When you gain access to a target node you will want to explore, the exact method you use to do this will depend upon operational security considerations, time constraints and style. You will be looking for a range of elements to support progressing an objective.
It should be noted that the objective may NOT require elevation. You may be trying to obtain data and access might already be possible using the context you have assumed.
You also may need to move from a www-data user to a named user account or get to root level of access. If so there’s a range of questions we should be asking ourselves:
- Are you already admin or have you got admin like privs?
- Are overly permissive root/sudo/admin/sa rights assigned?
- Are there insecurely stored passwords you can access?
- Are there insecure file permissions?
- Are there known software vulnerabilities e.g., Kernel Exploits?
- Are SSH Keys stored in an insecure manner?
- Can you abuse capabilities?
- Are there cron jobs that are running in an insecure manner that can be hijacked?
- Are SUID/SGID bits set that can be exploited?
- Can path variables be exploited?
- Are there local services that can be abused?
- Are there local services that are only accessibly via loopback?
- Are there network adjacent services that can be abused?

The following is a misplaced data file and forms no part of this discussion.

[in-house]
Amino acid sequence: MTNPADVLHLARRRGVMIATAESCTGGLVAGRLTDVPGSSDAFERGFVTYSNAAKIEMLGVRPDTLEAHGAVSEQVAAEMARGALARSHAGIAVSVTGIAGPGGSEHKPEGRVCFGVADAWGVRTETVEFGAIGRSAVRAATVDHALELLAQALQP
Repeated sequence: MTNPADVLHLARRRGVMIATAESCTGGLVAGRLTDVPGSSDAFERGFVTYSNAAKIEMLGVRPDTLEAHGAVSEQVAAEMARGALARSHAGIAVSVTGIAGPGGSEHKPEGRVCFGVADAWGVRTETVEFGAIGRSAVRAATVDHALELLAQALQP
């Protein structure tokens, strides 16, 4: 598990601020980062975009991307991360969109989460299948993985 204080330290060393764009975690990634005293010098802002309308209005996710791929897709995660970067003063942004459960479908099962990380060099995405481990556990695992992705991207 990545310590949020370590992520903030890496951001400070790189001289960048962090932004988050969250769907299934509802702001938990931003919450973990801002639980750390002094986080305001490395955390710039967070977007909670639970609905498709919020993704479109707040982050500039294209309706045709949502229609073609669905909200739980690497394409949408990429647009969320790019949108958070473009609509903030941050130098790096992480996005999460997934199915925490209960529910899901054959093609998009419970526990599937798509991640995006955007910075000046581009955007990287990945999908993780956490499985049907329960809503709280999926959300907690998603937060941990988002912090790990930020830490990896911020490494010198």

- Are there any NFS Root Squashing
- Insecure iSCSI Targets
- Can you abuse applications to escalate?
- Are you in a jail and need to break out?
- Are you in a container and need to break out?
- Can you tap the network traffic to find credentials?
There’s a host of great resources in this space (they are basically famous resources in this space now!)
Online Labs and VM Resources
Operational Security Concerns
Now largely linux machines aren’t monitored for process execution in enterprises, they are largely free zones you can roam around in, so much so that if you are in a windows environment with EDR you might want to pivot to a linux host if you can for evasion.
Privilege Escalation enumeration and analysis is often not a two-minute activity, it’s not just running a script (although it can be). The thing I’m trying to explain here is that it could take hours or even days to progress (that could be because of complexity, or simply you don’t “spot” the route). You also must consider if a custom exploit chain is required! Lastly, there is also the other option. it simply might not be exploitable. So, the time could range from minutes to hours to days (or longer) per server, so bear that in mind, it’s not always going to scream out at you (or even be possible everwhere)
In mainstay business environments often linux servers are black boxes or appliances. They are often not monitored and largely left alone. Obviously for software development companies, cloud services providers etc. this may not be the case, Linux servers may be highly managed, but in my experience in “general” business verticals they are often not highly monitored.
Linux privesc is a key skill to have, from developers through to sysadmins, if you know how something is misconfigured, you will know how to defend against it! Offensive informed defensive for the win!